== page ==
The next morning, our bathroom looked like this.

Marble Tile Floor Grey Grout

Here is a close up shot, too. The grout still has just a tinge of drying to do (this was taken 10 hours after the coat), but overall, I’m pretty sold on this grout color. I think it looks great with the marble hues.

Whisper Grey Grout

Alright, y’all want a cost breakdown of what this lovely looker set us back?

For marble floors, I’ll take it! Next step, installing the toilet and vanity!! Yippie kai you kai yeh.



I Like Shiney Things

I’m on a marble kick, what can I say. And when it’s $3.99 per square foot (thanks for the heads up Bryn!), say no more. Done and done. Here is a progress shot of our basement bathroom. Looking mighty fine.

Marble 12x12 Tile
Marble Bathroom

We had a few things to consider when plopping down this round of tiles, notably, what pattern did we want to do, and how did we want to deal with the threshold at the front of the door. Before, the tile hung over the threshold just a wee bit, and it actually caused the tiled to pop right up since every time someone walked over them they would be leveraged upward. Made for some easy demo on the first row of tiles, you could literally just pick them up with your hands they had gotten so loose over time. Not good, amigo. Not good.

Marble Threshold
Marble Threshold

Since they sell marble thresholds/window sills (typically used for windows in bathrooms), we decided to just snag one of those and use it as the threshold at the front of the room, thinking it would tie everything together and look at bit more seamless than putting down a wood threshold. Although the grain on this piece is a little different than the rest of the tiles, overall, I think it looks pretty good! We made sure to put the threshold right on the edge of the room this time, to avoid the popping tile issue we had last time around. Notice in the picture above that there is about a 1 inch incline between the rest of the basement and the bathroom.

How to install a threshold
Door Threshold

The front of the threshold will get some love when we add the trim in. Right now, it’s just some plywood and it’s looking a little rough around the edges. Hopefully that piece of trim will tie things together a bit more and make it look polished and purty.

Speaking of polished and purty – we had a little mishap with the tile around the toilet/plumbing opening. Jay got a little extra zealous with his tile cutting and trimmed too much off of this guy, below. Although we might be able to get around it with some caulk and clever positioned of the toilet – I’m not going to lie – I’m a wee bit concerned about how it’s going to turn out.

Tile Around Toilet
Tile Installation

A battle ensued – Jay: I DON’T want to cut another fareaking tile. That was really hard. I refuse to do that again. Arms crossed. Me: Ummmm….. but there is a giant hole where there should not be one. In the tile. Right there. Can’t you see it.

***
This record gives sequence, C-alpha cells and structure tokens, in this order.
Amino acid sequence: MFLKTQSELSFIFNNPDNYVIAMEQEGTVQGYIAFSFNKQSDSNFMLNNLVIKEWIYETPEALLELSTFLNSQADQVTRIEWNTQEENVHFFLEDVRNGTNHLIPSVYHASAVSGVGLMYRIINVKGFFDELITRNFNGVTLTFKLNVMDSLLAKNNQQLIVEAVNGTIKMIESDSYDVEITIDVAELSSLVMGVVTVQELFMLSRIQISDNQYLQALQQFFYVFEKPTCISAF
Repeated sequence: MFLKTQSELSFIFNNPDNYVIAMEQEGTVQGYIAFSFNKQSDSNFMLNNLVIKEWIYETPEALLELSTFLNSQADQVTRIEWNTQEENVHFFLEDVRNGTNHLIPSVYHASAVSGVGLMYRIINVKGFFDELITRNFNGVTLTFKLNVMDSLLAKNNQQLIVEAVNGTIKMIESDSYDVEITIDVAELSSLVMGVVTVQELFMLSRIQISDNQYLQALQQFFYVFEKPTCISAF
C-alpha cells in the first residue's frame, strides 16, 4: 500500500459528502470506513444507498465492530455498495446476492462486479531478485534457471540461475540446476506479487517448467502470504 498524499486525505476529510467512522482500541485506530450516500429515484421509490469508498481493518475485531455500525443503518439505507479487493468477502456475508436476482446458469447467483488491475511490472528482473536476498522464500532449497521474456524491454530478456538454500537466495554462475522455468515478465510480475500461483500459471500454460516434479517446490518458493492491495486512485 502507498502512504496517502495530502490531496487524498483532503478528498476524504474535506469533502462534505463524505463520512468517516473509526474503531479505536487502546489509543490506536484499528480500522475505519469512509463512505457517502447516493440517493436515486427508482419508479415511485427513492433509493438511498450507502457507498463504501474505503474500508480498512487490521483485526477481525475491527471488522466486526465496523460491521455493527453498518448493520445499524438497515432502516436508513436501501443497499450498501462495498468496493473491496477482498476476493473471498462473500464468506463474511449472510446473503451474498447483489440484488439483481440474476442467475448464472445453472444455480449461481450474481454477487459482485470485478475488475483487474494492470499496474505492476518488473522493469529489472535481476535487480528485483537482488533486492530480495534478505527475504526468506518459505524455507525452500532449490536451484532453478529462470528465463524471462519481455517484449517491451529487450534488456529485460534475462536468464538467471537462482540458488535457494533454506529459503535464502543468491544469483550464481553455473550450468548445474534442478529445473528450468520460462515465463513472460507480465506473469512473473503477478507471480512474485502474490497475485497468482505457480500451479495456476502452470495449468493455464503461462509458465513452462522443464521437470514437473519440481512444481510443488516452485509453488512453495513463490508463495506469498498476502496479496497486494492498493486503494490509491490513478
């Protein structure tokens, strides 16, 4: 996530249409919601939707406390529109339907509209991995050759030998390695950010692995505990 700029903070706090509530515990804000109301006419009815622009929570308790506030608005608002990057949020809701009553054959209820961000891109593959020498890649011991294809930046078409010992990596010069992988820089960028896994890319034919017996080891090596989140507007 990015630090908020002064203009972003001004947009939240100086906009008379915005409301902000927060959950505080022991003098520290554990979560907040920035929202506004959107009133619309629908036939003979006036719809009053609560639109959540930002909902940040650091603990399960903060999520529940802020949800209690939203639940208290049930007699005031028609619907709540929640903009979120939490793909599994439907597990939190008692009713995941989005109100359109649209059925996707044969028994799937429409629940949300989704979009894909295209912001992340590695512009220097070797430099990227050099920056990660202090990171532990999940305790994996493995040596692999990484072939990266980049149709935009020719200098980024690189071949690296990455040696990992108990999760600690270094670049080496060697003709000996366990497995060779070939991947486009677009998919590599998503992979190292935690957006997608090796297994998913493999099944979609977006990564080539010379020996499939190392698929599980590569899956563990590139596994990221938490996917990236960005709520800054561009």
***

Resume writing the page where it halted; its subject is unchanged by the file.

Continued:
Jay won. I am getting weak in my old age. We are just going to caulk the heck out of it and hope it doesn’t show after the toilet is positioned. Stay tuned.

How to lay tile down
Laying Tile Down

It’s a pretty small bathroom, and the tiles were 12×12, so luckily it moved quickly and we got the whole room tiled in 2-nights. Since we already had the mortar and grout out and handy from our upstairs reno – this one seemed to move along quite swimmingly. Other than said mishap regarding au toilet.

How to install marble tiles
Marble Tiles

Before we grout, we’ll have to go back through and get the extra mortar out from between the tiles. Learned the hard way that this stuff has really got to be completely cleaned out, otherwise you have gray mortar creeping through after your grout. It’s not the best look. 🙂

So still to do on this bathroom:

  • Paint cabinet and walls
  • Re-install toilet
  • Grout and seal tile
  • Add new light fixture
  • Add trim and quarter round
  • Install artwork

Tile feels like the hardest part of all that to me though, so I’m glad we’ve got it behind us!


Since the herringbone tile install may or may not have started WW III round these parts, I think Jay and I were both pretty relieved that the flooring install was much easier and more straightforward. Helps that we cheated a bit, and I guess it helps when you are just plopping down 12×12″ tile and calling it a day. Especially when you only got 20 sq feet to do! 😉 To refresh your memory, here is the tile we picked out from the Tile Shop for the bathroom. Lurrrve it.

Small Marble Hex Tile
Small Marble Hex Tile

After ripping out all the old, we were ready to bring in the new. Before Jay started laying everything down with mortar, I came through and positioned the tiles a bit, just to avoid colors congregating too much in one area, and making everything look uneven.

Marble Hexagon Tile
Laying Down Tile

Since we already did the mortar and backerboard play by play, I thought I go right into the fun stuff with this post 🙂 First, here is a picture of the messy mess created by ripping out all the old tile. Not pretty, very dusty, and generally gross.

How to remove tile
Messy Bathroom